Altar Call – Opelika-Auburn News
What is the origin of the strange superstitions we share?
Lately I have puzzled over two questions for which I have found no ready answers. What is the origin of the strange superstitions we share? And why do we pass them down from one generation to the next?
Most superstitions make no sense. In fact, most people are quick to say they are not superstitious. Yet practically no one will walk under a ladder. So superstitions exert a strange hold on us even though we try to dismiss them.
One of my friends will not rent a room on the 13th floor of a hotel, or stay in a room with 13 in the room number. He is convinced that 13 is an unlucky number.
Our youngest son was born on Friday the 13th of November. We intentionally taught Steve that 13 was a lucky number. He wore number 13 on football and basketball jerseys. He and his wife Amy chose to be married on the 13th day of the month. They have a strong marriage and two fine sons.
On a recent
Superstitious sayings came up when I asked my brother if he picked up a penny when he noticed one on the sidewalk. Seth assured me he did but only if it had landed “heads up.” If it is tails, he kicks it over and then picks it up. Why? Because it is bad luck to pick up a penny that landed tails.
My brother pays attention to the number 13. If he notices that he has 13 dollars in his wallet, he will put one or two dollars in another pocket. That way he does not have 13 dollars in one place.
I have been told never to let anyone give me a knife. Give the person a penny or a dollar; that way you prevent the gift knife from “cutting” your friendship with that individual. Never give a knife as a housewarming gift or the person will become your enemy.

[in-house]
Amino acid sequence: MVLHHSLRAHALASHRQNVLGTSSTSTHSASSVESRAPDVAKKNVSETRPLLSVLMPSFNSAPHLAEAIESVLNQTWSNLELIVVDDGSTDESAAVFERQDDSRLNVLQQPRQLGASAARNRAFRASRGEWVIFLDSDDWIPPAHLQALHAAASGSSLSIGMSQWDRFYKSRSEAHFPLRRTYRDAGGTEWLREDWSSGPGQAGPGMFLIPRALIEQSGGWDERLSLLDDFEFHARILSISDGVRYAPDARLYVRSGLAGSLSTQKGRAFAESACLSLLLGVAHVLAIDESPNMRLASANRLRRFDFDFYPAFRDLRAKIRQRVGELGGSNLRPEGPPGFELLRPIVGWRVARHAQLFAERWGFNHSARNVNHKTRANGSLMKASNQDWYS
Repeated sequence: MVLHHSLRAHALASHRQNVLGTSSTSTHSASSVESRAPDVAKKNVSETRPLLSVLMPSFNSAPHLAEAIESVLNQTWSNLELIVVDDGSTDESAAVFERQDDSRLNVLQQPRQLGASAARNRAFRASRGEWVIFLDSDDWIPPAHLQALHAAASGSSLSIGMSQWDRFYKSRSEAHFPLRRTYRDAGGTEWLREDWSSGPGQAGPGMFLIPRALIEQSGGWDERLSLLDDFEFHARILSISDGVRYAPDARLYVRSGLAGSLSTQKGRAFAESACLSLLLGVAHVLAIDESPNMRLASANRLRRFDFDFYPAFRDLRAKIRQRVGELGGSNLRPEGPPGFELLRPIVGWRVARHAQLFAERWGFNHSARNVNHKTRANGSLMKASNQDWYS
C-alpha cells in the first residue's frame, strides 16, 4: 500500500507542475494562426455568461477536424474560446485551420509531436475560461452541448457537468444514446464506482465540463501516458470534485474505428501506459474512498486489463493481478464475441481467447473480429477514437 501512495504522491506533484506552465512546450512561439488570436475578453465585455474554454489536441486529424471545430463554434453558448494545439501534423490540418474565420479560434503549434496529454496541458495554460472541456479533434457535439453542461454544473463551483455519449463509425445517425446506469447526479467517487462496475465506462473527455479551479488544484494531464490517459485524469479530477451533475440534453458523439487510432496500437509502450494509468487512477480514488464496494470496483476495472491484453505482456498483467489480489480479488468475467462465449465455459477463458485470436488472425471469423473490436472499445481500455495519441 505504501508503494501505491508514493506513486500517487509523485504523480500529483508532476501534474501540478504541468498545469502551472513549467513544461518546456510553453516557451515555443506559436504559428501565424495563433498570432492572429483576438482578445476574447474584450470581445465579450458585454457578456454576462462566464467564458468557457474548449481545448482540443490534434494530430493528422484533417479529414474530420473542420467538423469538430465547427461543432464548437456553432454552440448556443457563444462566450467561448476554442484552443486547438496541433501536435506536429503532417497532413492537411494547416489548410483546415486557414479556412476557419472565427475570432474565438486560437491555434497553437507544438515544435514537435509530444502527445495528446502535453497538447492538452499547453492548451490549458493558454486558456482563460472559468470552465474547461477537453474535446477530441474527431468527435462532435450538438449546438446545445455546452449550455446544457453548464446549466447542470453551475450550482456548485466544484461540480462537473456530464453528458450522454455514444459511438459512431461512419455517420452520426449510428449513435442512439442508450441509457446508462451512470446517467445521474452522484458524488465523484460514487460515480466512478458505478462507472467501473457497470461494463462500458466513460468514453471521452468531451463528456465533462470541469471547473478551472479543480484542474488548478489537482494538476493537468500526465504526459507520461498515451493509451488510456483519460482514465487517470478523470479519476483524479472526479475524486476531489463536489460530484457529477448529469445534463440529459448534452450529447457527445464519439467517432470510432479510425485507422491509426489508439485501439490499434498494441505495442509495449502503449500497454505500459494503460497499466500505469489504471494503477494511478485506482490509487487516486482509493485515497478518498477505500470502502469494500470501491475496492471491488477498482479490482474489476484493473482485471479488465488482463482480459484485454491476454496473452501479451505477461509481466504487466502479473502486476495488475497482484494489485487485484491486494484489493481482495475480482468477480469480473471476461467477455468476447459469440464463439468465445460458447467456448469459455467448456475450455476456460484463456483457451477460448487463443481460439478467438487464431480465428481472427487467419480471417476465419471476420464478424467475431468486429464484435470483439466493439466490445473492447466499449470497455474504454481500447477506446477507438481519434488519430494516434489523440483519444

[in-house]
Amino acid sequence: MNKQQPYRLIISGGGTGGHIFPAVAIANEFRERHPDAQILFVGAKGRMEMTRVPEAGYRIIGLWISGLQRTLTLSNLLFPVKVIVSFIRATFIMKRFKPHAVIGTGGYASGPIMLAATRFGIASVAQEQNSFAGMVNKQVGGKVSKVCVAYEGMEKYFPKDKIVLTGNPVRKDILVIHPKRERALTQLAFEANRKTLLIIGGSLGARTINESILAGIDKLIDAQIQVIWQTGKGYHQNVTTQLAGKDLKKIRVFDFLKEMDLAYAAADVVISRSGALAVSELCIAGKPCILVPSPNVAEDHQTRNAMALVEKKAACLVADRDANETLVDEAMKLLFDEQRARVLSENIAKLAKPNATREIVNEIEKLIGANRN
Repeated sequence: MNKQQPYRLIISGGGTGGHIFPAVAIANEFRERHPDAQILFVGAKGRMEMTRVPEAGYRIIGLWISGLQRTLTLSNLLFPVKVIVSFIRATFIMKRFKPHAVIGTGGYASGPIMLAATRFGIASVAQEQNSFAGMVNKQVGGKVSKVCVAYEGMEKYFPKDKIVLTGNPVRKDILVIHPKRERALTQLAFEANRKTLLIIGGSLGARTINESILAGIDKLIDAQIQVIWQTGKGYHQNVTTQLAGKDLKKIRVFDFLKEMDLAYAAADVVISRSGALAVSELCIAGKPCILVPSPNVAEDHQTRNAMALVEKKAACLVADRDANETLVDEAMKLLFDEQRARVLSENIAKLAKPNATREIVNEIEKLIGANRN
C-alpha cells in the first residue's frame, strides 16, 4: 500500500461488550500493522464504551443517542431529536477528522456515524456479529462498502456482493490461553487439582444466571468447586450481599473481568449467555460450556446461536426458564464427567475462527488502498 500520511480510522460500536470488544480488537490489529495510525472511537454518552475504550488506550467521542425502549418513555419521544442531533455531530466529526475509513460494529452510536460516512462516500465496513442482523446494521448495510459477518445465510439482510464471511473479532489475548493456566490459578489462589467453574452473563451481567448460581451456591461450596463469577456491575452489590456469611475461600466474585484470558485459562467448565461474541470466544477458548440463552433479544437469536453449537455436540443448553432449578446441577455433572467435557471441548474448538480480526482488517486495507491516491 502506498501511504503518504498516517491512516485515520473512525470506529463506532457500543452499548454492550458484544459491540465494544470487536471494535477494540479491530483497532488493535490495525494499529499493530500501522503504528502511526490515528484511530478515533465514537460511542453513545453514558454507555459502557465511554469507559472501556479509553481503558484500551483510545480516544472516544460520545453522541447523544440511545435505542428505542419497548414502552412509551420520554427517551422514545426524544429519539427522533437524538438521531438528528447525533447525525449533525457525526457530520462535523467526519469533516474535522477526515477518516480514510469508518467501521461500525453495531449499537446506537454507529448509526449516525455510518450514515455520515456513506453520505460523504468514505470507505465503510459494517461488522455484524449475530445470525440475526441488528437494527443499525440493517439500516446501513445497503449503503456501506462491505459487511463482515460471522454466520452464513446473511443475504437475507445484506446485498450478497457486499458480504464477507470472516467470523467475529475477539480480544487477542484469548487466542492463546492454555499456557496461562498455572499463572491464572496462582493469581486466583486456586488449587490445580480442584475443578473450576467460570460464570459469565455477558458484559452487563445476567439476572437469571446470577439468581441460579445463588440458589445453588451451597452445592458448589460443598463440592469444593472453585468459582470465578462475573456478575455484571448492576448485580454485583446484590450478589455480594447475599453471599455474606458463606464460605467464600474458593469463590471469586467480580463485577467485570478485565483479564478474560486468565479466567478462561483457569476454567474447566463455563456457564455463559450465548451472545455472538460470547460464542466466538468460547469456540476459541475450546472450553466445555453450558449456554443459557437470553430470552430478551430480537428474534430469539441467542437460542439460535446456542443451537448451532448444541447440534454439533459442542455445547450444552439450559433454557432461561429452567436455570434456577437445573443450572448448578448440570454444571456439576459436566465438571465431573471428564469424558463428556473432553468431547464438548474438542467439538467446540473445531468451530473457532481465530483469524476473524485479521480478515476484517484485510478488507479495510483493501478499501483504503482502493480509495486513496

My mother, who loved plants and flowers, told us to never thank someone for giving you a plant or a flower. If you say “thanks,” the plant will die.
If a black cat walks in front of your car, you will have bad luck. You can break that spell, however, by making an X on the windshield.
Your hat can
get you in trouble. It is bad luck to throw your hat on a bed. And be careful
not to wear a hat indoors. Seth remembered that Coach Bear Bryant did not wear
his trademark hat when
Do not let anyone put a broom under your feet – or you will not get married again. I know a few folks who would lift their feet and ask for the broom!
If a broom sweeps your foot, you will get arrested – unless you spit on the broom and break the spell.
If you drop a knife on the floor, a man is coming to see you. Drop a fork and a woman is coming. The same is said about an itching nose. If it itches on the left side, a man is coming. Itching on the right means a woman is coming.
If your palm is itching, you are coming into money.
It is bad luck to wear your cap backward.
Always put your right shoe on first. One football coach believed this so strongly that if he noticed one of his players putting his left shoe on first, he would not let him play in the game that day.
Spill salt and you should throw some over your left shoulder to avoid bad luck. Why not the right shoulder? Break a mirror and you will have seven years of bad luck. Why seven?
On New Year’s Day be sure to eat turnip greens so you will have folding money all year and black-eyed peas so you will have change in your pocket.
Never carry a hoe into the house. If you do, carry it out, walking backward to avoid bad luck.
When you move into a new home, enter first with a loaf of bread and a new broom. And never bring an old broom into a new home.
It is bad luck to turn around and go back to get something you forgot.
As strange as they are, superstitions are harmless I suppose as long as we do not take them, or ourselves, too seriously. But honestly, I do not have a clue what good it will do for us to pass them on to future generations. Ah, sweet mysteries of life! + + + +